Look at me! When children develop they integrate their world with their person. How they’re connected and how they fit into their environment. The parietal lobe is a critical component in this integration. Then children connect to the world through play and attention and this cements the notion that they’re rooted and tethered to reality. That they exist and that they’re seen.
I poop therefore I am. The first time that kids hit the stage is when they control their bowels and enter the arena of the potty-trained. Why? Well, first and foremost is the attention and praise for exerting control. You controlled, you mastered and now a round of applause is in order. The circuitry is cemented. Applause. Clap for baby. Attention. In some that transmutes into clapping for another locus of control. Attraction, sexuality and power with concomitant control. But attractiveness in our evanescent world, where beauty and worth have shelf lives, must also be reminded and reinforced. Prior to social media and the smartphone camera and the immediate posting and uploading of gratification, you were lucky if you had a mirror and a healthy imagination. No more. It’s all here, my friend. Say cheese, all you Kardashians in waiting, wave at the monkey food exhibitionists, we’ve a high tech method to potentiate your incessant need golf approval.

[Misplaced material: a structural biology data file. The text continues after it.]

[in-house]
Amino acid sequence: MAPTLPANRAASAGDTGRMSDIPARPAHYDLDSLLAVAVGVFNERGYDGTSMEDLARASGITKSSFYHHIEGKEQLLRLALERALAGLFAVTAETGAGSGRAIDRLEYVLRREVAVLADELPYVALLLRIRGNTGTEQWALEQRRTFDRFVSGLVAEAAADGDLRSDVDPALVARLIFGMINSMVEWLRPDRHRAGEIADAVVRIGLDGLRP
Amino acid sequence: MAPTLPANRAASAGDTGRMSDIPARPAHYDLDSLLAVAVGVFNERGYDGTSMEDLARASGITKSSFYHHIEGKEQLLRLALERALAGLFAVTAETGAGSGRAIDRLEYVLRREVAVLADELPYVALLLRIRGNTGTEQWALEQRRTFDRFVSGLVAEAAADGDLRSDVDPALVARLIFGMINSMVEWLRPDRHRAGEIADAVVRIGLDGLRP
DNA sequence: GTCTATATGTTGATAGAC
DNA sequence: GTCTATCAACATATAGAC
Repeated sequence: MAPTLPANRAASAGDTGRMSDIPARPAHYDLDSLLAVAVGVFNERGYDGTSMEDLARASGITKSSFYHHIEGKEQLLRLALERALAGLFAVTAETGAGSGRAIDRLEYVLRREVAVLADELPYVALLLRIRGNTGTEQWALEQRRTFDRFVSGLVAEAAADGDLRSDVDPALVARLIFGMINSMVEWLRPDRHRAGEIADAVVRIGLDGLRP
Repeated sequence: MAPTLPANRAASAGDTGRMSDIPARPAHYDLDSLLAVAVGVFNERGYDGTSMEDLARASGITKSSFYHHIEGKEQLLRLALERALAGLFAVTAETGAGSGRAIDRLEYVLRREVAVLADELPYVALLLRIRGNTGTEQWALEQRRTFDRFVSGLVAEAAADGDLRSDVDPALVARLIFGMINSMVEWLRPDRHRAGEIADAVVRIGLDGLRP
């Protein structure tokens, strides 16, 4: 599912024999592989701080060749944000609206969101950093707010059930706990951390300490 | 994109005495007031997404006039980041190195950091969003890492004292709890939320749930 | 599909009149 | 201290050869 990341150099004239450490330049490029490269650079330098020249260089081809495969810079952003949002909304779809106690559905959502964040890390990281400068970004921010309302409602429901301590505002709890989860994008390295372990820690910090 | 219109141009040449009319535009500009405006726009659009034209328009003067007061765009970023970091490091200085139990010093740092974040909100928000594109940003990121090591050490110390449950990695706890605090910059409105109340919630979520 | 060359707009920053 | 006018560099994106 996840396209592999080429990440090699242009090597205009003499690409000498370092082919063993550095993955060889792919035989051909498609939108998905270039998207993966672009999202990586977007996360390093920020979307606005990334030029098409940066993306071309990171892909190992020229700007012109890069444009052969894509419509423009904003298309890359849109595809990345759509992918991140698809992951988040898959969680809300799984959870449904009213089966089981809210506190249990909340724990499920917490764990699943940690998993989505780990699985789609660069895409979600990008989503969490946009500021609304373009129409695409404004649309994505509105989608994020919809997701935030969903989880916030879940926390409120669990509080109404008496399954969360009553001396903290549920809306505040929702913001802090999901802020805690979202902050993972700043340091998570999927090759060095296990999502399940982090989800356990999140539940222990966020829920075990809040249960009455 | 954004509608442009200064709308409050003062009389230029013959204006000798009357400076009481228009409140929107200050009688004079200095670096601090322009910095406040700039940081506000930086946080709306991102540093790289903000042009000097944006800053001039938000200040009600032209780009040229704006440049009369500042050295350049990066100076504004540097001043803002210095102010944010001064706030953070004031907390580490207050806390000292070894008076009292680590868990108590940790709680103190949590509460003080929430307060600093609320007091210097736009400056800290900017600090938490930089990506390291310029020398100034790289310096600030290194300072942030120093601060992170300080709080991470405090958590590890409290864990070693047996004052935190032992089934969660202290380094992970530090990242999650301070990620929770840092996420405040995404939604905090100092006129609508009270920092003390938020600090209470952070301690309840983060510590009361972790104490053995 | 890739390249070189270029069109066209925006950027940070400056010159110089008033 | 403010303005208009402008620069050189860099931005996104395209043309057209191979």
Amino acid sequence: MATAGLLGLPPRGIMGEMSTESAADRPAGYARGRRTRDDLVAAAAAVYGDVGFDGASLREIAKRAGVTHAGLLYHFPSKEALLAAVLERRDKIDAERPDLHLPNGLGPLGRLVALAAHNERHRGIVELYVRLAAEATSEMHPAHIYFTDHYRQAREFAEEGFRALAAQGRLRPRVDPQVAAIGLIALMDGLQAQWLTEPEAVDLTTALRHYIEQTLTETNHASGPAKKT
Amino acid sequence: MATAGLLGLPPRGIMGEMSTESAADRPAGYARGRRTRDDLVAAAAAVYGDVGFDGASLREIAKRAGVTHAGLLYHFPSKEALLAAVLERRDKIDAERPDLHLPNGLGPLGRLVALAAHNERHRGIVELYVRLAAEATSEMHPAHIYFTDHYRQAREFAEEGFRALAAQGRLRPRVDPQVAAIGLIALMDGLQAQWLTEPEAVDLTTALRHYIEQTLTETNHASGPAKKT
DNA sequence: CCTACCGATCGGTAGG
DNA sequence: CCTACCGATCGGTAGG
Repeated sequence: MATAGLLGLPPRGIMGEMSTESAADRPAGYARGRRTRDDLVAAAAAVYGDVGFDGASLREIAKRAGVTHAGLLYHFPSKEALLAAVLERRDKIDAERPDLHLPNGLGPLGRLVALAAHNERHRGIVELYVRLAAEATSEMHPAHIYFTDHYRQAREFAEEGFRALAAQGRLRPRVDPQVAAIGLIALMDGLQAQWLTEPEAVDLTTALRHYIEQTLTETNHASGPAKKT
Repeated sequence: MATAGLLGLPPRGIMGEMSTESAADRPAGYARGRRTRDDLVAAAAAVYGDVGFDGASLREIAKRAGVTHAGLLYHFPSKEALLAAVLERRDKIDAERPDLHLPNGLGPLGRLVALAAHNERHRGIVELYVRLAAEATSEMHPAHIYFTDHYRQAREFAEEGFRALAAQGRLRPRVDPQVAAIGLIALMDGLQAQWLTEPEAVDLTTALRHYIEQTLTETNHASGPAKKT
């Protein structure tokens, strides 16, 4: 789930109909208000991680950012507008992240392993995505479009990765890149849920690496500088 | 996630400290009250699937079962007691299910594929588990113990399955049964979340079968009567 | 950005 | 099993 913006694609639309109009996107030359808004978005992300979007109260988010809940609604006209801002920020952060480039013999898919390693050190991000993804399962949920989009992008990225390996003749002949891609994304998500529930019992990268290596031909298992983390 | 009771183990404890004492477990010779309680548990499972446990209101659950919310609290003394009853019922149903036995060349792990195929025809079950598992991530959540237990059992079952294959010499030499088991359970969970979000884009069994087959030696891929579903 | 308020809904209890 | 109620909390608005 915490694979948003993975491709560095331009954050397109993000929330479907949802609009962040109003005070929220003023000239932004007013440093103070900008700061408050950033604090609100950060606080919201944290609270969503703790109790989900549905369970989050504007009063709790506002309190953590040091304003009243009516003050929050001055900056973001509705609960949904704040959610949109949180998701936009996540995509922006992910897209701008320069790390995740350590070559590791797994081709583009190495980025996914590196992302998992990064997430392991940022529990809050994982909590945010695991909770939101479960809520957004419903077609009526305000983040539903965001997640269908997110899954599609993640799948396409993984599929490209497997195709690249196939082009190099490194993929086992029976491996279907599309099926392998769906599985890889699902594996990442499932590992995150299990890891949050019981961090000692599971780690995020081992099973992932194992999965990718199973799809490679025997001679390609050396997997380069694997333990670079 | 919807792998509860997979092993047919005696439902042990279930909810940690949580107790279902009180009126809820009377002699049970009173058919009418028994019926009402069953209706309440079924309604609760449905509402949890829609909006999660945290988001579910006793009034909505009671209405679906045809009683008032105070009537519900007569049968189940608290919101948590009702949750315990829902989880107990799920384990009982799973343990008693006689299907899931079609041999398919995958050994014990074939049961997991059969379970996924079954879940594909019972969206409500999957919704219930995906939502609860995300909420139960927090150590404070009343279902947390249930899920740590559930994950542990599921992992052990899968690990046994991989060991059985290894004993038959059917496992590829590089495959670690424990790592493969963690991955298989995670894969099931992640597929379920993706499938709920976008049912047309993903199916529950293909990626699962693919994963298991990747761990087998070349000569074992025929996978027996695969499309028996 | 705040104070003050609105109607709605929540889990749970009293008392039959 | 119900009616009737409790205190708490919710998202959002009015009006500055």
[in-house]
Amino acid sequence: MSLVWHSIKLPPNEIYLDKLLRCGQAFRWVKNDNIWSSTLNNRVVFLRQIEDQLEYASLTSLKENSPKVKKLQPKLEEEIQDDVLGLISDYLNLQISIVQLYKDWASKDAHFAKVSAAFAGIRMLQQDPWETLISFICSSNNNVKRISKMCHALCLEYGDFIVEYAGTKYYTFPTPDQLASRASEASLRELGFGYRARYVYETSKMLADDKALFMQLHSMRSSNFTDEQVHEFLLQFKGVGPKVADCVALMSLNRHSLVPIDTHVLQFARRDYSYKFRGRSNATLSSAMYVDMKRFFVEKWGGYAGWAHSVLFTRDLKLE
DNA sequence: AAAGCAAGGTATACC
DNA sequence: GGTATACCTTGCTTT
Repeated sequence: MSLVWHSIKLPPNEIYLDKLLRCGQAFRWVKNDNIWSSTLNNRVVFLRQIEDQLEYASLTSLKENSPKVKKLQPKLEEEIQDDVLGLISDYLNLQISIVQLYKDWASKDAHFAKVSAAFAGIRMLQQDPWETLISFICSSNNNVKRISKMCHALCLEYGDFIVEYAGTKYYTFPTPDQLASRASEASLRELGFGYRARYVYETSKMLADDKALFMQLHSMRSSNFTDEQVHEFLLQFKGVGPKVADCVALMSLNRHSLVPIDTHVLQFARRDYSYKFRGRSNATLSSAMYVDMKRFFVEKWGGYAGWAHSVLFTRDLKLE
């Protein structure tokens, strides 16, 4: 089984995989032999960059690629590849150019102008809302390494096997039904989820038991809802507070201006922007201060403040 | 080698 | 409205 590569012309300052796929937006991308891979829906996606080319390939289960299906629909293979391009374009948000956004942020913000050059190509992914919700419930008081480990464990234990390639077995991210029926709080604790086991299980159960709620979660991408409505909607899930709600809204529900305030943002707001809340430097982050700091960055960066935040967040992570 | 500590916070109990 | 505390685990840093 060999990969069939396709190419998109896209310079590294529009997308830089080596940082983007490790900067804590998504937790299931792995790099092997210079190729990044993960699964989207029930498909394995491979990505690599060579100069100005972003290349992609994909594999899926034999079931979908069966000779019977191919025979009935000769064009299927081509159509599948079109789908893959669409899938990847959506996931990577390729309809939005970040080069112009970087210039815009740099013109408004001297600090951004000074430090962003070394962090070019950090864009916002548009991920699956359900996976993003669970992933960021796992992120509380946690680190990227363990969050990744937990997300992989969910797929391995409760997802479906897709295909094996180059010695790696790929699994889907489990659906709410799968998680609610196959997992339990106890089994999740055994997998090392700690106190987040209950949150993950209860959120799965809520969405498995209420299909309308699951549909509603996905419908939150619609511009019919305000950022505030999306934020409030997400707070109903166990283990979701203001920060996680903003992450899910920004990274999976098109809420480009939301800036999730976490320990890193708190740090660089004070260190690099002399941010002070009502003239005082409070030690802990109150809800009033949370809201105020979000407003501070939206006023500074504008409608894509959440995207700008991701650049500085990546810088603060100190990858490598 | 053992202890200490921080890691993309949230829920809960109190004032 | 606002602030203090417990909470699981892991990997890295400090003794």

Am I still here? The narcissist requires constant reaffirmation of not only presence but criticality and importance. Narcissism has as other subdirectories: vanity, self-aggrandizement and a pathetic need to be constantly reminded that they’re here and also — in so many cases — attractive, sexy and the elusive hot. Enter social media and the selfie. The go-to source for reaffirmation and a reminder that you’re still here. You never disappeared. Say cheese.
Psychology professor Jean Twenge noted in “It’s a Narcissism Enabler” notes the following.
In sum: Narcissism clearly leads to more social media use, social media use leads to positive self-views, and people who need a self-esteem boost turn to social media. It is less clear whether social media directly causes narcissism, at least in the short term. With narcissists having more friends and posting more frequently, however, social media sites are clearly influenced by those high in narcissism at a rate higher than their fair share. And that’s just the way they like it.